May 26, 2015 7:19 pm
Why finance is too much of a good thing
It is very costly to police markets riddled with conflicts of interest and asymmetric information
Alas, it is also possible to extract rents in markets. The financial sector with its complexity and implicit subsidies is in an excellent position to do so. But such practices do not only shift money from a large number of poorer people to a smaller number of richer ones. It may also gravely damage the economy.
This is the argument of Luigi Zingales of Chicago Booth School, a strong believer in free markets, in his presidential address to the American Finance Association. The harms take two forms. The first is direct damage: an unsustainable credit-fuelled boom, say. Another is indirect damage that results from a breakdown in trust in a financial arrangements, due to crises, pervasive “duping”, or both.
Prof Zingales emphasises the indirect costs. He argues that a vicious circle may emerge between public outrage, rent extraction and back to yet more outrage. When outrage is high, it is difficult to maintain prompt and unbiased settlement of contracts. Without public support, financiers must seek political protection. But only those who enjoy large rents can afford the lobbying. Thus, in the face of public resentment, only rent-extracting finance — above all, the mightiest banks — survive. Inevitably, this further fuels the outrage.
None of this is to deny that finance is essential to any civilised and prosperous society. On the contrary, it is the very importance of finance that makes the abuses so dangerous. Indeed, there is substantial evidence that a rise in credit relative to gross domestic product initially raises economic growth. But this relationship appears to reverse once credit exceeds about 100 per cent of GDP.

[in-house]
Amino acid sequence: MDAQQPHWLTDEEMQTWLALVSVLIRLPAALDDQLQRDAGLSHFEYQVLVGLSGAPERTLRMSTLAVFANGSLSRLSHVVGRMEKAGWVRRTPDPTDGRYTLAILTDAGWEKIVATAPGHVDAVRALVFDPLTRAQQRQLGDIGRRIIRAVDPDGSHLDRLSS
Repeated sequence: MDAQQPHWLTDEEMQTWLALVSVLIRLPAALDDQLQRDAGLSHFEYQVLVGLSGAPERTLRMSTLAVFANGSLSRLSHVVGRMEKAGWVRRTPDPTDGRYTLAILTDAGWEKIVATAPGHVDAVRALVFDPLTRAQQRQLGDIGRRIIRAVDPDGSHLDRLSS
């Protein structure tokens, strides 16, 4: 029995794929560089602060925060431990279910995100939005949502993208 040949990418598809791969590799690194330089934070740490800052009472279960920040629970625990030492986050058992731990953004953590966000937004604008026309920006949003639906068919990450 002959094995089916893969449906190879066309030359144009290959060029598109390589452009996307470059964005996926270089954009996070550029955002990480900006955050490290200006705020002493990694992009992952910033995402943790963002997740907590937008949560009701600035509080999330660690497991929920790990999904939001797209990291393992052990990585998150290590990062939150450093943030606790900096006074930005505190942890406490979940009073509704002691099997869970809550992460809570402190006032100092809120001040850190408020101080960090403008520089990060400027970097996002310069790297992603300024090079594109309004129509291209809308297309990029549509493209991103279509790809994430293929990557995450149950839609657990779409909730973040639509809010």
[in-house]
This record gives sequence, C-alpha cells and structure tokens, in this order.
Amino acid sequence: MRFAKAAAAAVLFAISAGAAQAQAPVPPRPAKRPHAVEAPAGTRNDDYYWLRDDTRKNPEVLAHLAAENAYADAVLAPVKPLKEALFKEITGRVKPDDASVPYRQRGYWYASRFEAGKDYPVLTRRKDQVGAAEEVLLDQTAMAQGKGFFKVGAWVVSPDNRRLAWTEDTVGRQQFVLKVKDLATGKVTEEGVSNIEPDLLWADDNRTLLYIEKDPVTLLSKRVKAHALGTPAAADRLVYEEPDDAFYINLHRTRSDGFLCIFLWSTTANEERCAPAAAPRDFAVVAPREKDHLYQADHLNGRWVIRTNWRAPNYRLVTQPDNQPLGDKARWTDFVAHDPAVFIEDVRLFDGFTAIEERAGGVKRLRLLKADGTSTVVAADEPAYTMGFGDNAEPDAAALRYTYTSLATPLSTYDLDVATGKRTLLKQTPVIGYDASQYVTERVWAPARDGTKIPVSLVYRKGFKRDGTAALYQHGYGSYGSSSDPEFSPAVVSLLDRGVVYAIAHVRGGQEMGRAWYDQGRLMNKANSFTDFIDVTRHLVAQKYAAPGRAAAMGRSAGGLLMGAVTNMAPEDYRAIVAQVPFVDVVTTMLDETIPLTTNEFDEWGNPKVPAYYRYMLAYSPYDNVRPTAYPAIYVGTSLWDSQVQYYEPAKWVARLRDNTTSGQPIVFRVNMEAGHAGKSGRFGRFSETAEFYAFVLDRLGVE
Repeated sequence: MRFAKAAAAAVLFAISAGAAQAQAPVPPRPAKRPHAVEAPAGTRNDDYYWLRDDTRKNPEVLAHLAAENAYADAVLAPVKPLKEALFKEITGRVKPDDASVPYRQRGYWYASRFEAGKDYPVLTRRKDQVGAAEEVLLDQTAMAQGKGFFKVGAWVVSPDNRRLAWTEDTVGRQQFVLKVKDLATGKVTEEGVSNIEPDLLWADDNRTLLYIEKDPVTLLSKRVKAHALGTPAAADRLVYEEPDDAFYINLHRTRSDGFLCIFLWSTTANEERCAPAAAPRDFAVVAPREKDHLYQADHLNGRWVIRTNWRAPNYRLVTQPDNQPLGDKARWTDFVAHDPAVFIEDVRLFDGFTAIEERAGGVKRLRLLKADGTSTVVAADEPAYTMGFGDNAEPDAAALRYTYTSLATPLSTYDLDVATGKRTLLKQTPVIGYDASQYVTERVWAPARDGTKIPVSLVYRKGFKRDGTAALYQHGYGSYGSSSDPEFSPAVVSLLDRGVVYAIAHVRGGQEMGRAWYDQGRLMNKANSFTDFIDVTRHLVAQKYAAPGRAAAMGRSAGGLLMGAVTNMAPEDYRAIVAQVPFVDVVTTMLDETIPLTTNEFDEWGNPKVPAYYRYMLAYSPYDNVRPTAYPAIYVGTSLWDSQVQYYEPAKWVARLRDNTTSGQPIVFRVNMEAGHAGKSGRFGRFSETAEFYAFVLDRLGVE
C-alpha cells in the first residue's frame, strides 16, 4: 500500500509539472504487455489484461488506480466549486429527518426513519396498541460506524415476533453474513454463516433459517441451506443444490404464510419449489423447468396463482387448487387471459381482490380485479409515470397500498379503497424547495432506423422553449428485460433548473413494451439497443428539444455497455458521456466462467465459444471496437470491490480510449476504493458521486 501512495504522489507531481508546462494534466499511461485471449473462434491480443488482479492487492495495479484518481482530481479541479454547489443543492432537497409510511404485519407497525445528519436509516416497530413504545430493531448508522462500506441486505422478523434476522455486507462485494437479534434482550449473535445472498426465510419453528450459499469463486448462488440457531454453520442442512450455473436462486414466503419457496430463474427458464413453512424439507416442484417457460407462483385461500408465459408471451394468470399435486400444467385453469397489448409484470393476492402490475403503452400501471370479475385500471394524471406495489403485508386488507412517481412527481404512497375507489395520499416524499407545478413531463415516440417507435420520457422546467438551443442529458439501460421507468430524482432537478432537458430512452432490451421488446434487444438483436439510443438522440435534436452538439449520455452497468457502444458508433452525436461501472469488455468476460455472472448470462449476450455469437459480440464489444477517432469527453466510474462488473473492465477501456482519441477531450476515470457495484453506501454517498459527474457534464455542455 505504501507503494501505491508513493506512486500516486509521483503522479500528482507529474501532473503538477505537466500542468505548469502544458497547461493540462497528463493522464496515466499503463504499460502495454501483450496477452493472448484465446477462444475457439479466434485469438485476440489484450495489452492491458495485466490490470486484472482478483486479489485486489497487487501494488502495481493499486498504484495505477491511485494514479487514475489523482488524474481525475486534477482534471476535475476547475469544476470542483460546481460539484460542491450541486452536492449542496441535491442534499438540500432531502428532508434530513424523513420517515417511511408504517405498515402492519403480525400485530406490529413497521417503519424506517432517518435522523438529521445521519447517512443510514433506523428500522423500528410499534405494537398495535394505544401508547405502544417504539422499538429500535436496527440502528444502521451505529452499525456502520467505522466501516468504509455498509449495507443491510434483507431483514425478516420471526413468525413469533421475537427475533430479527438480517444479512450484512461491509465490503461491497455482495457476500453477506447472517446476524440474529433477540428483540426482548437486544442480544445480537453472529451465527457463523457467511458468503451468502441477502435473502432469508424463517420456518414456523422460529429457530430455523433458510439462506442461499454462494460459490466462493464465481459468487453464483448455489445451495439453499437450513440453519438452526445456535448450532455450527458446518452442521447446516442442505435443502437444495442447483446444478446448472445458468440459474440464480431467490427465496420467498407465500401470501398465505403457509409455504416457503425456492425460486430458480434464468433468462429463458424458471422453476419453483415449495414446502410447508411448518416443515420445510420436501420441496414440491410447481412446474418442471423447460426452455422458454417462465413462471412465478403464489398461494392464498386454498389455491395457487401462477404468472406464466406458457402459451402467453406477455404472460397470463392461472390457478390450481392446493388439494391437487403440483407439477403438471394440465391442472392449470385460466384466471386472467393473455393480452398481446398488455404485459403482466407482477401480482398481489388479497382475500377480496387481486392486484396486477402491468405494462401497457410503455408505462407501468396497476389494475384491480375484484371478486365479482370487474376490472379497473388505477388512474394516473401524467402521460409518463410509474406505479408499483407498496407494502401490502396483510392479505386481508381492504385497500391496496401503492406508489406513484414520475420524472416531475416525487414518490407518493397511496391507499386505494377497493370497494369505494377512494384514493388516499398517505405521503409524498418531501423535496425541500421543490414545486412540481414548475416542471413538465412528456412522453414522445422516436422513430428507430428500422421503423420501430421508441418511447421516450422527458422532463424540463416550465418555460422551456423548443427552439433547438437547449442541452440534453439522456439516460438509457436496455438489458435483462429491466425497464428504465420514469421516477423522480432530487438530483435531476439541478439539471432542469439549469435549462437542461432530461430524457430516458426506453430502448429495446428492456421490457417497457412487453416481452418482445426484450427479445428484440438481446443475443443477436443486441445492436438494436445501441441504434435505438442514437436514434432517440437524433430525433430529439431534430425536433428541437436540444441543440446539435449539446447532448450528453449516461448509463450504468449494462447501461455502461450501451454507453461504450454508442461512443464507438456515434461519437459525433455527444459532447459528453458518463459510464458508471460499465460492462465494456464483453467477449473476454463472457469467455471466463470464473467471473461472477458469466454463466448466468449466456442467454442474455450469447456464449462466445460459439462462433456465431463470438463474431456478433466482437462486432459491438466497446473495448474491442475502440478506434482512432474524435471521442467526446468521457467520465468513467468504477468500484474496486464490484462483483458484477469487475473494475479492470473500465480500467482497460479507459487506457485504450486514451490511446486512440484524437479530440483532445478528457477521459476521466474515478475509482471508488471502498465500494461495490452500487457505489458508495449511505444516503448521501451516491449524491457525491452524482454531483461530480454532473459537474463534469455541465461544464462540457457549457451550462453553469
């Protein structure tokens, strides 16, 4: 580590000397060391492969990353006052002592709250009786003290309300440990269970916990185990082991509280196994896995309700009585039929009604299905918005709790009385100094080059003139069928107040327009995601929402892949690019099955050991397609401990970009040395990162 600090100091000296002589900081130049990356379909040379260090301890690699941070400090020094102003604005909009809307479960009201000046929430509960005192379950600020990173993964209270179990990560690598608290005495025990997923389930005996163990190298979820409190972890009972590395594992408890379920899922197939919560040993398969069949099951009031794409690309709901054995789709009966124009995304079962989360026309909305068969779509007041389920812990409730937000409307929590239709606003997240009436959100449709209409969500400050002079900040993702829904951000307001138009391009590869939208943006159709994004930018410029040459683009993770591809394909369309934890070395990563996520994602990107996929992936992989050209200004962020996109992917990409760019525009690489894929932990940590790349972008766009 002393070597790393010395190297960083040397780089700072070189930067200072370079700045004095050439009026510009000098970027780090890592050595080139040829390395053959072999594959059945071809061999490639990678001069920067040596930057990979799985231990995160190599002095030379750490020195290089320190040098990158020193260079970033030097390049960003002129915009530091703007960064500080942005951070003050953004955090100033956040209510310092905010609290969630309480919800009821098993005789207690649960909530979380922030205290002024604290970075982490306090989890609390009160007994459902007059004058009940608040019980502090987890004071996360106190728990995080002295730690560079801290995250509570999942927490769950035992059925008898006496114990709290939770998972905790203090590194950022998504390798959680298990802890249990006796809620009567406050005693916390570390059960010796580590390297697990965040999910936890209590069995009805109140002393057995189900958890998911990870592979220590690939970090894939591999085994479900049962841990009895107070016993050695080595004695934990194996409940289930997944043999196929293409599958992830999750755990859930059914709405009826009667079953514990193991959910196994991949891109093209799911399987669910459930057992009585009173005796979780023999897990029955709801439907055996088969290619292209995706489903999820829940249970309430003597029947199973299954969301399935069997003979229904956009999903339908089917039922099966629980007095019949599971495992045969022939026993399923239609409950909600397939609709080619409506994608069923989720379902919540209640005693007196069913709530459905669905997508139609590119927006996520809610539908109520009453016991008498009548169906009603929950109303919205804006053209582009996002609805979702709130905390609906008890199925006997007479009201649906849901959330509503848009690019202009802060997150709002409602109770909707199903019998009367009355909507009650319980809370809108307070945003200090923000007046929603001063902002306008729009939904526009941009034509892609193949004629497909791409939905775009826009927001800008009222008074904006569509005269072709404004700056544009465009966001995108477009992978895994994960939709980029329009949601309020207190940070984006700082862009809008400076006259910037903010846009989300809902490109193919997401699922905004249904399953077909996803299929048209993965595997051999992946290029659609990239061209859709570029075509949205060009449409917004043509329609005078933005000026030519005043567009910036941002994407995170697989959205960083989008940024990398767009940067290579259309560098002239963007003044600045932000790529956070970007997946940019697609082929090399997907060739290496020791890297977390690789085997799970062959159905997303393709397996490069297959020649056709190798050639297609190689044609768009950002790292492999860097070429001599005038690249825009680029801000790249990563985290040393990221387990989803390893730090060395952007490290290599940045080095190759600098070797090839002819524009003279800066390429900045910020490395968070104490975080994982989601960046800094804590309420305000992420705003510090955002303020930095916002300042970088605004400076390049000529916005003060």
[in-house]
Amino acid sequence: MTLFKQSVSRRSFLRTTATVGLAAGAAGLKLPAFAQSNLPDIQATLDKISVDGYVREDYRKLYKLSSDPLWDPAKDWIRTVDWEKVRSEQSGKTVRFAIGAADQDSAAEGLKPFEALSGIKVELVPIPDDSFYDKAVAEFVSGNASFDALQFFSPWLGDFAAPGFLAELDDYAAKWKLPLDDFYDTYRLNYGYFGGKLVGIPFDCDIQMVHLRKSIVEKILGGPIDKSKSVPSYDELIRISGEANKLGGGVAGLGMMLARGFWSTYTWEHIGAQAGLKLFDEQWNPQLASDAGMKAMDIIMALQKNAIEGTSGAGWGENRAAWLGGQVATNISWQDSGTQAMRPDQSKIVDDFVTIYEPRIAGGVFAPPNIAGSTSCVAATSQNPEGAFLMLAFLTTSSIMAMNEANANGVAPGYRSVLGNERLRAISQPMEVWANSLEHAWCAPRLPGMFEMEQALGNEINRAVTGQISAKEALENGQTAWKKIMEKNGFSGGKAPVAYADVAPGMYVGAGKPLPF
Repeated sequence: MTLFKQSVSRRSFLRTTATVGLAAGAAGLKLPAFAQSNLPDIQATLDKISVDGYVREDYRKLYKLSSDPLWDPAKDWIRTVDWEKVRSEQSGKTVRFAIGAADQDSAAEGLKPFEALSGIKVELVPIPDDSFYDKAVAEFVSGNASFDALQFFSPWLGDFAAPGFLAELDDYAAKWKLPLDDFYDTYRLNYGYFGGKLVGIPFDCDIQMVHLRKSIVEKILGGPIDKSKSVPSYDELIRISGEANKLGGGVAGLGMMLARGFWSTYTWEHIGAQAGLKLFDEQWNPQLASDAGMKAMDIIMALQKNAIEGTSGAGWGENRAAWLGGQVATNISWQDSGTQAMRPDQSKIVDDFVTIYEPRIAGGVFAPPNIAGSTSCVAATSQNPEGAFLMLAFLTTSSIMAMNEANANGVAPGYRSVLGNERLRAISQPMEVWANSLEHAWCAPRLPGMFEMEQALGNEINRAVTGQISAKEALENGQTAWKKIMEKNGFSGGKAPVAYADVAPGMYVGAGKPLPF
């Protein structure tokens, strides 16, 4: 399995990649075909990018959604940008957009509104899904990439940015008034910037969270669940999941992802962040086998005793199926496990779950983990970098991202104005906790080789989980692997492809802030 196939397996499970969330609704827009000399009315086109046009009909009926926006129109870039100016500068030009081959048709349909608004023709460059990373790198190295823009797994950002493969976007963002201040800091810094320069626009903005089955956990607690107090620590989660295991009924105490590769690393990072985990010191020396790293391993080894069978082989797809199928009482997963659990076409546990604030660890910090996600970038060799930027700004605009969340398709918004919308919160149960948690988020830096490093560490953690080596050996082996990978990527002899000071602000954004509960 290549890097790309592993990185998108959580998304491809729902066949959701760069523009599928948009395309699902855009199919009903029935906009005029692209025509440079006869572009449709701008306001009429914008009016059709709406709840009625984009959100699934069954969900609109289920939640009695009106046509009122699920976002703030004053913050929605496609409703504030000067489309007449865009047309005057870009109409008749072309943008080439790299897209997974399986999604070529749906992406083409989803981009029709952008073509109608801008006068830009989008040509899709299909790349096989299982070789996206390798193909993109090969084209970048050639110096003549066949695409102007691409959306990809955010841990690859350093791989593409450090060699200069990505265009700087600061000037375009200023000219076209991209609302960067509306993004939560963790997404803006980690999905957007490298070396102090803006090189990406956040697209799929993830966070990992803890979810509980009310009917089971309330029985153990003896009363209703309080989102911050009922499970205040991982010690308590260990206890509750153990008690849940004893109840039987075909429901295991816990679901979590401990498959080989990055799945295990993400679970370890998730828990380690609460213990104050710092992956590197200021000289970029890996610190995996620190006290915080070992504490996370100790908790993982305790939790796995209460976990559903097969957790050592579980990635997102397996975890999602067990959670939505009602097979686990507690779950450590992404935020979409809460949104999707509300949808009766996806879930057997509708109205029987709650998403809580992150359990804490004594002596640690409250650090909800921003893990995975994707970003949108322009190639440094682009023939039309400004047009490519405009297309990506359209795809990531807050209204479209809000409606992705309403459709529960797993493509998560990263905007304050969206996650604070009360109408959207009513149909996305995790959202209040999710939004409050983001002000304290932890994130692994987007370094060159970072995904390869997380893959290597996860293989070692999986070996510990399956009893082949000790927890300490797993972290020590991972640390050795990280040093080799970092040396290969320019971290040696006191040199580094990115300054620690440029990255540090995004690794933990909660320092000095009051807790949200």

So what is to do be done? Here are a few preliminary answers.
First, morality matters. As Prof Zingales argues, if those who go into finance are encouraged to believe they are entitled to do whatever they can get away with, trust will break down. It is very costly to police markets riddled with conflicts of interest and asymmetric information. We do not, by and large, police doctors in this way because we trust them. We need to be able to trust financiers in much the same way.
Second, reduce incentives for excessive finance. The most important incentive by far is the tax deductibility of interest. This should be ended. In the long run, many debt contracts need to be turned into risk-sharing contracts.
Third, get rid of too big to fail and too big to jail. These two go together. The simplest way to get rid of too big to fail would be to raise the equity capital required of global systemically important financial institutions substantially.
Many would then choose to break themselves up. Once that has happened, fear of the consequences of prosecution should also diminish. Personally, I would go further by separating the monetary from the financial systems, via the introduction of “narrow banking” — that is, backing demand deposits with reserves at the central bank.
Finally, everyone has to understand the incentives at work in all such “markets in promises”. These markets are exposed to corruption by people who do not care whether promises are kept or whether counterparts are even unable to understand what is being promised.
What is needed is not more finance, but better finance. Yes, this might also end up as substantially less finance.